It’s been called “a war.”
I think I understand the intent of the employ of this metaphor. The nation-to-and-by-nation response to the novel coronavirus necessarily has involved a culture-wide, top-to-bottom social mobilization of human will and resources. Just the sort of activity and reactivity that wars demand and provoke.
Still, for me, war, generally speaking, involves conscious combatants. And the novel coronavirus, though powerful its force and devastating its effect, lacks sentient sensibilities. It is devoid of mindful malevolent intention. It does not, cannot choose to assault this or that nation or region, this or that people or person.
Nevertheless, it seems to me that a war of human, thus, willful opponents has broken out in a number of spheres or “theaters of operations” between and among all those who:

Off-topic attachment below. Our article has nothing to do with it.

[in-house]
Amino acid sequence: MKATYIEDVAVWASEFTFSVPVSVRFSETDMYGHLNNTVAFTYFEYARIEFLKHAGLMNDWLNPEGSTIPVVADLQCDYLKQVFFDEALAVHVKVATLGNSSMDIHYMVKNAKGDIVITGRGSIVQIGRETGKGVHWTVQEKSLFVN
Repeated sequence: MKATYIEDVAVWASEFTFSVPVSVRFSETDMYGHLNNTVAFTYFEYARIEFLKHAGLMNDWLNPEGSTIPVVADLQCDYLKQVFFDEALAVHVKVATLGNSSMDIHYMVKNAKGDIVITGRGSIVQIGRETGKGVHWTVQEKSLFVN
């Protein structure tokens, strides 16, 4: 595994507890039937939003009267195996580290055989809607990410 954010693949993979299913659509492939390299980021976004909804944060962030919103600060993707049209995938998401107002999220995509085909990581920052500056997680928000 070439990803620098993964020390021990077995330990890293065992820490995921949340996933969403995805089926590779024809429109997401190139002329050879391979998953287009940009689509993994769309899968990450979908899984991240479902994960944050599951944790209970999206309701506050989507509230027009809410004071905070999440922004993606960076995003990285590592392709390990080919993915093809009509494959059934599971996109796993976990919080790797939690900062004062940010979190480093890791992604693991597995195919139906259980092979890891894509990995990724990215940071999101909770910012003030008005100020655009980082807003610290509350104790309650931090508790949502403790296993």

Demand pride of place, jockeying for position, tussling with all others in the exercises of power and authority to act and react to the coronavirus crisis;
Cast blame on all others whom they perceive as not having exercised power and authority appropriately, prudently, thus, having acted and reacted wrongly, negligently;
Stand at center stage, arguing – the louder, the better – for the certainty of their positions against all others who, on their own center stages, are doing the same;
Make scapegoats, claiming the crisis is the fault of “the other” – whether another nation or region, another people or person.
Again, I think I understand how and why the global engagement with the novel coronavirus can be termed “a war.”
Whatever we call it, concerning the wellbeing of the human race, three things are clear to me.
1. We, the global community, must win this “war.”
2. We only can win together.
3. We cannot win by fighting against one another.